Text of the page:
I'm working with Abstract Syntax Trees in Python 3. The ast library gives many ways to get children of the node (you can use iter_child_nodes() or walk()) but no ways to get parent of one. Also, every node has links to its children, but it hasn't links to its parent.

How I can get the parent of AST node if I don't want to write some plugin to ast library?

What is the most correct way to do this?

  • 1
    You could traverse the tree and create a reverse lookup table.
    – Peter Wood
    Jan 2, 2016 at 21:53

4 Answers 4


Here's some actual code:

for node in ast.walk(root):
    for child in ast.iter_child_nodes(node):
        child.parent = node

There's no need for a hash table, you can just put an attribute directly on the node.

  • I get AttributeError: 'UnaryOp' object has no attribute 'parent' Jan 1, 2021 at 12:42
  • @MartinThoma ask a new question and link it here
    – Alex Hall
    Jan 1, 2021 at 12:59
  • Never mind; I was dumb. I just accessed child.parent and did not add the attribute as you did in your code. Jan 4, 2021 at 7:25
  • I now run into the issue that it's unclear to me how to properly annotate this. I'd be happy if you could have a look 🙏 Jan 4, 2021 at 7:49

You can also use ast.NodeTransformer to achieve this:


import ast

class Parentage(ast.NodeTransformer):
    # current parent (module)
    parent = None

    def visit(self, node):
        # set parent attribute for this node
        node.parent = self.parent
        # This node becomes the new parent
        self.parent = node
        # Do any work required by super class 
        node = super().visit(node)
        # If we have a valid node (ie. node not being removed)
        if isinstance(node, ast.AST):
            # update the parent, since this may have been transformed 
            # to a different node by super
            self.parent = node.parent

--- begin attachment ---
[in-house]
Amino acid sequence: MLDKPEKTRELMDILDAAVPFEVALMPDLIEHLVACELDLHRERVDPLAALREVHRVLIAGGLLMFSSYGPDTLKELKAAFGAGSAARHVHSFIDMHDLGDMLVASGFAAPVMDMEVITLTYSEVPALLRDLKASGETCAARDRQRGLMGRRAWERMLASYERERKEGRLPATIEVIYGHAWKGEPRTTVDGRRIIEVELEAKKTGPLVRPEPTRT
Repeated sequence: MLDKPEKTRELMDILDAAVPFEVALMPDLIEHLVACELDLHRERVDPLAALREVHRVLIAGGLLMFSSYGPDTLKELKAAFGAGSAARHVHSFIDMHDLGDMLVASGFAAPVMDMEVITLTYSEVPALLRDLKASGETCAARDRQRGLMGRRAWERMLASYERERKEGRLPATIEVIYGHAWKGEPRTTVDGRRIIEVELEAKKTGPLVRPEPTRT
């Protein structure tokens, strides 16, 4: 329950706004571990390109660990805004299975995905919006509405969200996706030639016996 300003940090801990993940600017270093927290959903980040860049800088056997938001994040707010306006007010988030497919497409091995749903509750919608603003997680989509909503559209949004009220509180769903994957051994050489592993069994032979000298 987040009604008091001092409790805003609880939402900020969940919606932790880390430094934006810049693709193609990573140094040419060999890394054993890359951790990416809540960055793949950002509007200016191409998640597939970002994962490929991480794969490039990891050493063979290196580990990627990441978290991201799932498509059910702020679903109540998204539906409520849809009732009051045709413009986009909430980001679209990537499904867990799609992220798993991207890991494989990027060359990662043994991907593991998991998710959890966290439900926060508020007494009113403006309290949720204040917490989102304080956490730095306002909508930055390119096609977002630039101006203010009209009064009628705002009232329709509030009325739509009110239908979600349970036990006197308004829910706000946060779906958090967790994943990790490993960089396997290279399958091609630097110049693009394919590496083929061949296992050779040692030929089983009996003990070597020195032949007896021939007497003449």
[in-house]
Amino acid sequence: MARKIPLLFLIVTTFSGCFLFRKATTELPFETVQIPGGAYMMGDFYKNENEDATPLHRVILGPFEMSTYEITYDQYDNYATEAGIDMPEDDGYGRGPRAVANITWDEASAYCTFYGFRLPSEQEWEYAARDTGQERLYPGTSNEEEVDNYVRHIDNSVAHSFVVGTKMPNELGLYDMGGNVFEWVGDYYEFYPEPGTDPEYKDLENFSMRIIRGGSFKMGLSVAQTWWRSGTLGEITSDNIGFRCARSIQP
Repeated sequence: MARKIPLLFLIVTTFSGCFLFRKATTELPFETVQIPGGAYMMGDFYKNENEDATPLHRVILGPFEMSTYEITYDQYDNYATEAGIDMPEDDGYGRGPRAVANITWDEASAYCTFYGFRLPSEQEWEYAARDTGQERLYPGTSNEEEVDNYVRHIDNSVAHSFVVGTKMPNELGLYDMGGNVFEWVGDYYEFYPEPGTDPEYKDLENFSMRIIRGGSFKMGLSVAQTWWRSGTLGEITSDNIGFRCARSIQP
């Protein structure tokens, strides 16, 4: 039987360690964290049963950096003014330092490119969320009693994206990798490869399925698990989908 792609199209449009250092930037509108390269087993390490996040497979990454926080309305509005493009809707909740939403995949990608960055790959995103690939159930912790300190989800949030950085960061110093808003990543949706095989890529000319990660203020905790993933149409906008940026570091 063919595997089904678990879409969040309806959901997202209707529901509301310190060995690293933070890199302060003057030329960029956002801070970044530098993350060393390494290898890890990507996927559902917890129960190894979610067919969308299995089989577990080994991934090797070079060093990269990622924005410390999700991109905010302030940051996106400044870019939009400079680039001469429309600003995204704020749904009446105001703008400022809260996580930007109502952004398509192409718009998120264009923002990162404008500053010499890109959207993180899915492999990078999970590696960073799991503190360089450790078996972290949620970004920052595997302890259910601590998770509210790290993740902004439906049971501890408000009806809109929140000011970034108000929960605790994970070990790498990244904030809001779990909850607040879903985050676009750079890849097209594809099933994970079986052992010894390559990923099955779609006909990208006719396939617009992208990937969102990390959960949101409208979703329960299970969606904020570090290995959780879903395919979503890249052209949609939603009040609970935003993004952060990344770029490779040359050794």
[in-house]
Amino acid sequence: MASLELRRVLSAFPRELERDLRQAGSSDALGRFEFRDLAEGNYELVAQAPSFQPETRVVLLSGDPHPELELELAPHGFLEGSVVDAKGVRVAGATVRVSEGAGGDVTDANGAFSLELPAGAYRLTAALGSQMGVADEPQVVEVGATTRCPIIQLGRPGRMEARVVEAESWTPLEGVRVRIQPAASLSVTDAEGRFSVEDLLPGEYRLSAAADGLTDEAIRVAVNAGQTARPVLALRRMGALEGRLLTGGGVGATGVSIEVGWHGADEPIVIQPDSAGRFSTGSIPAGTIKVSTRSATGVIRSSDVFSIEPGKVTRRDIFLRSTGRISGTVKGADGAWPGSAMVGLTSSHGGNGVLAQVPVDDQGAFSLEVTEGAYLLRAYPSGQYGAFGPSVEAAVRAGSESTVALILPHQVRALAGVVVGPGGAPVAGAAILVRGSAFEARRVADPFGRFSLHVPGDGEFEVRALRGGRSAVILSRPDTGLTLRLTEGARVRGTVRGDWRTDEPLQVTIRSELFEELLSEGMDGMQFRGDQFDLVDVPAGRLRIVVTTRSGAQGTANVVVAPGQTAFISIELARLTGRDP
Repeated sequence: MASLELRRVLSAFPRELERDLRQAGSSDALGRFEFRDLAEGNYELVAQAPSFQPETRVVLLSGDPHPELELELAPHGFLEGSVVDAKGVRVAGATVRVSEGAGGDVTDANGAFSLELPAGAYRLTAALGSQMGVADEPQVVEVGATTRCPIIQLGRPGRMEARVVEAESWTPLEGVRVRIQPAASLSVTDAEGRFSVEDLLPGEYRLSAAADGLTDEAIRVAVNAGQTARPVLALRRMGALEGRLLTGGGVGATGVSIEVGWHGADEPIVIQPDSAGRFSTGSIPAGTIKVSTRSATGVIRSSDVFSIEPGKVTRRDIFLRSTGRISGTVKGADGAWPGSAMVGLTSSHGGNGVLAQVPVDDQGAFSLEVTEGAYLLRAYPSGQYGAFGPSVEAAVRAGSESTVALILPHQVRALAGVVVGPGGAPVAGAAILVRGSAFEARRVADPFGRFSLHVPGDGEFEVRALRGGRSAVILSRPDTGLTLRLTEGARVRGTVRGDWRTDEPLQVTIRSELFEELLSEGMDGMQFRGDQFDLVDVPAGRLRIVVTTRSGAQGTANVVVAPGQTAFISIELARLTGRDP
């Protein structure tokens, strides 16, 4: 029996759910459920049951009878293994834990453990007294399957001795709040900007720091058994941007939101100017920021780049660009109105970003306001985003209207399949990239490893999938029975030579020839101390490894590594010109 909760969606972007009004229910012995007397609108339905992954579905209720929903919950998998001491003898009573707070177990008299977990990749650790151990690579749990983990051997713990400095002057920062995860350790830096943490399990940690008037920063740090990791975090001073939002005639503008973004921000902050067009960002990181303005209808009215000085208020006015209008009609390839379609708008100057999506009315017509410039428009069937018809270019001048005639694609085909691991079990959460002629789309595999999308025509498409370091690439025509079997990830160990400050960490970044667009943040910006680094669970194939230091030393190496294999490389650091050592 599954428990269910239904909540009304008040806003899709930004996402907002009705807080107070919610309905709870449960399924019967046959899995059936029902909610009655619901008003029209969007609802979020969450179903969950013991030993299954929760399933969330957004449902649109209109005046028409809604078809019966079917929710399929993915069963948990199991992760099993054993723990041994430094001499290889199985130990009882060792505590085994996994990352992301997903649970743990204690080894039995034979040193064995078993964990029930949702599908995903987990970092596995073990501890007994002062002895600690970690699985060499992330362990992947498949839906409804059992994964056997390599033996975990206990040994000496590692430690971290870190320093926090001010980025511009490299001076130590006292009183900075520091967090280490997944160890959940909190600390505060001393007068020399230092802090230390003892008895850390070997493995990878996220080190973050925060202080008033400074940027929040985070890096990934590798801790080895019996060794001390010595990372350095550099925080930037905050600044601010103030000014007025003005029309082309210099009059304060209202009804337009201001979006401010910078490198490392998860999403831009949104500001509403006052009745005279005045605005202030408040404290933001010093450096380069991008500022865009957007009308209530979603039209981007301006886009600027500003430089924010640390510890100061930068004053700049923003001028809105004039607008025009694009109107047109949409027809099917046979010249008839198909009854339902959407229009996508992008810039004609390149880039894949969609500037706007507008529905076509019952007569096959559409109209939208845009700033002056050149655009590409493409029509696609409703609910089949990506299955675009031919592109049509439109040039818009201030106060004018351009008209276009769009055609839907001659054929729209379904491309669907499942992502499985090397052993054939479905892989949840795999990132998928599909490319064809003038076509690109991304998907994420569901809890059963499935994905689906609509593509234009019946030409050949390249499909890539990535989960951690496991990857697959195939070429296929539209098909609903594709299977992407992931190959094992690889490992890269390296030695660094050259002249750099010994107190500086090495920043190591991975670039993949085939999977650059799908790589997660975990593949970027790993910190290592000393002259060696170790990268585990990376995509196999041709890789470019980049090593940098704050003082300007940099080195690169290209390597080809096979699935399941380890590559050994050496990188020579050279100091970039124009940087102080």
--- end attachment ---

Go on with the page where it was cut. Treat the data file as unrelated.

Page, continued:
return node


module = Parentage().visit(ast.parse('def _(): ...'))
assert module.parent is None
assert module.body[0].parent is module

Later on when you want to edit the tree in some other way, you can subclass:

class SomeRefactoring(Parentage):
    def visit_XXX(node):
        f'do some work on {node.parent} here if you want'
        return node


Its worth noting that some nodes can have multiple parents. For example:

module = ast.parse("warnings.warn('Dinosaurs!')")
func = module.body[0].value.func
name, ctx = ast.iter_child_nodes(func)
assert ctx is next(ast.iter_child_nodes(name))

Which shows that the same ast.Load node ctx has two parents - func and name. The parent will be set by the last position that the node appears in in the tree.

  • Could you add comments / explain the logic of your Parentage.visit() function in more detail? I understood it after staring at it for a while, but some more explanation might be useful for other passers by :)
    – machfour
    Nov 29, 2022 at 10:49
  • 1
    Added some explanation. Hopefully it's a bit more clear now. :)
    – codeMonkey
    Dec 5, 2022 at 13:16

You might create some hash table associating AST nodes to AST nodes and scan (recursively) your topmost AST tree to register in that hash table the parent of each node.


It wouldn't be really be a plugin, but you can always write a function which adds a weakref to parent in every child.


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